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Nigeria at 61 – a Nation Torn Between Unity and Secession Threats – AllAfrica.com

After surviving a three-year civil war, series of military coups, and now in a democracy, Nigeria’s political skyline remains beset by dark clouds of secession at 61. In this report, Yinka Olatunbosun, Sunday Ehigiator and Chiamaka Ozulumba examine the trends from post-independence to date and how they raise questions about national unity.
The atmosphere of celebration was gleeful- as hopeful Nigerians watched the British flag lowered whilst the Nigerian flag was hoisted amidst the cheering audience gathered at the Tafawa Balewa Square in Lagos. Expectations were high. The energy was infectious.
Nigerians had secured the right to rule themselves in their own way. Prior to this beautiful day, a new constitution established a federal system with an elected prime minister and a ceremonial head of state.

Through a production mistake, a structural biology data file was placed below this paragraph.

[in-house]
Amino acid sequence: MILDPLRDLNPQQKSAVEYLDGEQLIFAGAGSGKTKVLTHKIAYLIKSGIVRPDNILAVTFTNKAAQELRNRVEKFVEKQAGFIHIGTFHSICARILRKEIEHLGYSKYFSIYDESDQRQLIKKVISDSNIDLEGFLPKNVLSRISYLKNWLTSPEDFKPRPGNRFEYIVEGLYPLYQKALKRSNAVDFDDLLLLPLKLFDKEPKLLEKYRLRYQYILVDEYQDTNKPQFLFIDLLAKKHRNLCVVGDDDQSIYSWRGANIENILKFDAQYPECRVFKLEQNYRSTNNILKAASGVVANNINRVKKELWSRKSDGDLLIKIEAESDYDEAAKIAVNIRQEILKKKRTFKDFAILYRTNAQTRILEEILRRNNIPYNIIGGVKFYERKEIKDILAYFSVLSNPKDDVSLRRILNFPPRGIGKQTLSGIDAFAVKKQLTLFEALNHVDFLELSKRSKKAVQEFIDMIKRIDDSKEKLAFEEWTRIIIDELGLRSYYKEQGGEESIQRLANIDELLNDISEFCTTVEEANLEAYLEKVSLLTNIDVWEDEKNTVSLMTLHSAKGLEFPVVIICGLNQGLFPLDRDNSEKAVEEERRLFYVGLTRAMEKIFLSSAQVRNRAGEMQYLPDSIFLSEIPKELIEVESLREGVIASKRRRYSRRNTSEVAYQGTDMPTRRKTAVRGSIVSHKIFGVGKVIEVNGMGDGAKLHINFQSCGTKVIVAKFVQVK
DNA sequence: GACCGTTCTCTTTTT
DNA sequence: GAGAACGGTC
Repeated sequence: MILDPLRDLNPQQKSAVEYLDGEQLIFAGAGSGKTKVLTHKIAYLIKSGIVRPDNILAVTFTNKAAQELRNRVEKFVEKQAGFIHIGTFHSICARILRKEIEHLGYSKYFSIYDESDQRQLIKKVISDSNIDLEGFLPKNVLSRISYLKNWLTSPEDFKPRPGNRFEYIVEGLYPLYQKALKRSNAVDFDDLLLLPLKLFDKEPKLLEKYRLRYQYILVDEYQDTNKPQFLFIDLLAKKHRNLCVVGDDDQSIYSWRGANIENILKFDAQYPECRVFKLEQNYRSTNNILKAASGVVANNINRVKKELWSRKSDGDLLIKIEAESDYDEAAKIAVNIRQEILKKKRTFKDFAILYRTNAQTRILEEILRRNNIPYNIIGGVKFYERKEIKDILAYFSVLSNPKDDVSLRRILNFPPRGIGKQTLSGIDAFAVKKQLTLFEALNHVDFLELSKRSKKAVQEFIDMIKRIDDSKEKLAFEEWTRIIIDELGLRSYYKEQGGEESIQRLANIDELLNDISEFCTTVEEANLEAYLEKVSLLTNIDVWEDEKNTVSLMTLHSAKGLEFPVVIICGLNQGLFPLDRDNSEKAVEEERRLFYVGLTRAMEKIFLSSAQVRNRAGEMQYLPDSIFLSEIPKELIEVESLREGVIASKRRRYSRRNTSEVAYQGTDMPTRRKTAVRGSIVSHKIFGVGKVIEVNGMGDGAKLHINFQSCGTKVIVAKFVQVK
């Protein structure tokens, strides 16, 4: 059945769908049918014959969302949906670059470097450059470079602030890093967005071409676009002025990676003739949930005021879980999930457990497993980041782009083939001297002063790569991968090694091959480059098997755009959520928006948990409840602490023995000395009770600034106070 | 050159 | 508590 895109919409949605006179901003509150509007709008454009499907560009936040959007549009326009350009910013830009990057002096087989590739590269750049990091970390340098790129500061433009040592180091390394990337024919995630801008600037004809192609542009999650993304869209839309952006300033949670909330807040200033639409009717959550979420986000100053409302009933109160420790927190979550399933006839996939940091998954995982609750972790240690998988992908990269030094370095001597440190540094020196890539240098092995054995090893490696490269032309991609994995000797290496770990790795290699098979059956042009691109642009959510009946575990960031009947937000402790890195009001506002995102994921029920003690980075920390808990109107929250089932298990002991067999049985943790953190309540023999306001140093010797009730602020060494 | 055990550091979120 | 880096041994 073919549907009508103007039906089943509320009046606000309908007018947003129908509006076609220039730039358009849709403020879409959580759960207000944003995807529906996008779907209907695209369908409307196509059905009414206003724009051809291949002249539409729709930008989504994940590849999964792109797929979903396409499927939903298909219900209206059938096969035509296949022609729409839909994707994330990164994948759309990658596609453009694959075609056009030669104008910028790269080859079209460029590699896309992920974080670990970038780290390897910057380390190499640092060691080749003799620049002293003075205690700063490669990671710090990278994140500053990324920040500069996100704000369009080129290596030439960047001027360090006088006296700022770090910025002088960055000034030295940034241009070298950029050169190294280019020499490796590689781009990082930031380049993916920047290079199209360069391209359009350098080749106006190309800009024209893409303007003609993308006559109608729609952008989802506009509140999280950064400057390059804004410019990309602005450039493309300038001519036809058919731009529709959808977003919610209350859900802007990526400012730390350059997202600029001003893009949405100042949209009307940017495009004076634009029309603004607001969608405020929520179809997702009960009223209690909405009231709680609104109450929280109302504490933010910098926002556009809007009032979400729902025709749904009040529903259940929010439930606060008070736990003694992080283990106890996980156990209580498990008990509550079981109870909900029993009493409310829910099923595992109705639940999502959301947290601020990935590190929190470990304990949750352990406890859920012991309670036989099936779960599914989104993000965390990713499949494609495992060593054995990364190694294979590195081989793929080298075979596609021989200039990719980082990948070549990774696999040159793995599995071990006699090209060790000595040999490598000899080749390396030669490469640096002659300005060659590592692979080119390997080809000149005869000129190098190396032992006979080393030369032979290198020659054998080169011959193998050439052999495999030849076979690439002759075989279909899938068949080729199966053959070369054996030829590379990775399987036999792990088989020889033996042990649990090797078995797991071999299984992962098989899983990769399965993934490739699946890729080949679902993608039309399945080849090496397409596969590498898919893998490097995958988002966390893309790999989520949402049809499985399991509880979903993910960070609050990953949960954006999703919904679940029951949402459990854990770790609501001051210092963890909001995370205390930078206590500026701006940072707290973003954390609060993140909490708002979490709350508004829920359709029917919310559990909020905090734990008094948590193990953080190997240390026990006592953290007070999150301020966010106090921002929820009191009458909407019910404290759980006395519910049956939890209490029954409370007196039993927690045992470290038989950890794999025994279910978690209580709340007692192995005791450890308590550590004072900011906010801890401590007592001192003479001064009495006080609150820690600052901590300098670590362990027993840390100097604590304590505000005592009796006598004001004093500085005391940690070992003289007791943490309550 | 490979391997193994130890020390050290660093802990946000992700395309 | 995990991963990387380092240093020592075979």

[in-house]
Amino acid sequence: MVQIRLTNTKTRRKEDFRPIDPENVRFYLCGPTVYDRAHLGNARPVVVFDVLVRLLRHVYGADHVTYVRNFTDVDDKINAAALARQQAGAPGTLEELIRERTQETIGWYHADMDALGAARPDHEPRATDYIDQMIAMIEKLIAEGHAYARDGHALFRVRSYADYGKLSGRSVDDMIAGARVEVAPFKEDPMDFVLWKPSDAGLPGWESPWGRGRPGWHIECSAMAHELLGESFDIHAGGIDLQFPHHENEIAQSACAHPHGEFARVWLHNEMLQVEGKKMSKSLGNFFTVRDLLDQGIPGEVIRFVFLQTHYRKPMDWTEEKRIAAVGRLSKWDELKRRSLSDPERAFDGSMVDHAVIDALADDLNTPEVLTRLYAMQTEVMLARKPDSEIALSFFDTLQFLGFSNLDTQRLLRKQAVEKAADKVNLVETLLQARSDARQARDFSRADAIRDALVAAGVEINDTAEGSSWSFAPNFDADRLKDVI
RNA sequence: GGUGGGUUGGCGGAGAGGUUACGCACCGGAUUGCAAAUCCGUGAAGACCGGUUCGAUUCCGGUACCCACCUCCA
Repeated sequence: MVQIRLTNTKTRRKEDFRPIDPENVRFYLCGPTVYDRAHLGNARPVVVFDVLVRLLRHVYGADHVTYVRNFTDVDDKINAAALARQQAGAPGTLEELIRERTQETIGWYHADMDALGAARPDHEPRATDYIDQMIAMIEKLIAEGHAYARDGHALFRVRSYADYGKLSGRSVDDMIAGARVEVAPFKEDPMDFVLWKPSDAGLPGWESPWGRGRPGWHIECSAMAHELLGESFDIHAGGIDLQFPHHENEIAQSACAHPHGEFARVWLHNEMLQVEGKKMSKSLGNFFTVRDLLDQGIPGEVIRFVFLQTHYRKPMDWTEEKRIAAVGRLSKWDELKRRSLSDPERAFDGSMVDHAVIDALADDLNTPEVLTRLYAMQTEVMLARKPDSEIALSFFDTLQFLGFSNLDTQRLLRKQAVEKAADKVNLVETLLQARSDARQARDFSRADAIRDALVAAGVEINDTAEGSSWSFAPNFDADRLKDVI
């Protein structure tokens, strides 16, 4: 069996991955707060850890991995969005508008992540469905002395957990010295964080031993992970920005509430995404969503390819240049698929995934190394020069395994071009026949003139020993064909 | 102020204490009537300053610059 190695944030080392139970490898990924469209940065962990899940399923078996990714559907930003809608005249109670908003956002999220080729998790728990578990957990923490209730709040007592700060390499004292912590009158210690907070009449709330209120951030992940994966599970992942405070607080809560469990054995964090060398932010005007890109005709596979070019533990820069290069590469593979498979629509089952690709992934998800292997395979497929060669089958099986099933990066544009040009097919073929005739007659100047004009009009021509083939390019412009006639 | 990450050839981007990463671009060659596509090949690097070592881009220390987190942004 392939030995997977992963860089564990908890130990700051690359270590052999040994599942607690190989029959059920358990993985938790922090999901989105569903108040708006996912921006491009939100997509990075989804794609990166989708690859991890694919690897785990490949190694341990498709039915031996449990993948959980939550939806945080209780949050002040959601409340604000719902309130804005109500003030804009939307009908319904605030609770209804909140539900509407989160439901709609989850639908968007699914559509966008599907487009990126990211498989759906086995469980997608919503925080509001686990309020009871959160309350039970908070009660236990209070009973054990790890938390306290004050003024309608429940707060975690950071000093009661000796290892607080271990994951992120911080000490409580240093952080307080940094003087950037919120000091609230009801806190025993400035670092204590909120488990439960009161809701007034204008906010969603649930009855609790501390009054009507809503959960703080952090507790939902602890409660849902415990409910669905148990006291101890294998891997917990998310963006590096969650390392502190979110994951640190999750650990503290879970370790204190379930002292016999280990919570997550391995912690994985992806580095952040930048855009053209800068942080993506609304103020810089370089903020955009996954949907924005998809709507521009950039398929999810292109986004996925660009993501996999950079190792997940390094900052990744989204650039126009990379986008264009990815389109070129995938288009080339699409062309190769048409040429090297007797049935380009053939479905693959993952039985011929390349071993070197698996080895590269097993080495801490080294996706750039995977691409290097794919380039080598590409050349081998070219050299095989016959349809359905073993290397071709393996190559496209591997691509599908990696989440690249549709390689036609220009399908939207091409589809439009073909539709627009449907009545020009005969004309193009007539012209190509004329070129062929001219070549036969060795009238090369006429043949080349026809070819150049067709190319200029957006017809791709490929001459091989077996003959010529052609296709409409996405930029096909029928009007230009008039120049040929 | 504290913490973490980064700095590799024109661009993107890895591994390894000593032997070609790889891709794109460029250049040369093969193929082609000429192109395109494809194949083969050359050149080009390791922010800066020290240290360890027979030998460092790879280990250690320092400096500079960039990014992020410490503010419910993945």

The NCNC- headed by Azikiwe- formed a coalition with Balewa’s NPC after neither party won a majority in the 1959 elections. Balewa served as the prime minister, a position he had held since 1957, while Azikiwe took the largely ceremonial position of president of the Senate.
On November 16, 1960, Azikiwe became the first governor-general of a federation of three regions: North, East and West, with Lagos as the federal capital. Each region was headed by a premier with a governor as ceremonial head.
With the UN-supervised referendum, the northern part of the Trust Territory of the Cameroons joined the northern region in June 1961. In October, Southern Cameroon united with Cameroon to form the Federal Republic of Cameroon.
On October 1, 1963, Nigeria became a republic. Azikiwe became president of the country. Meanwhile, as Prime Minister of Nigeria, Sir Abubakar Tafawa Balewa, from 1960 to 1961, functioned as Foreign Affairs advocate of Nigeria. In 1961, the Balewa government created an official Foreign Affairs and Commonwealth Relations ministerial position in favour of Jaja Wachuku, who became, from 1961 to 1965, the first substantive Nigerian Minister of Foreign Affairs and Commonwealth Relations, later called External Affairs.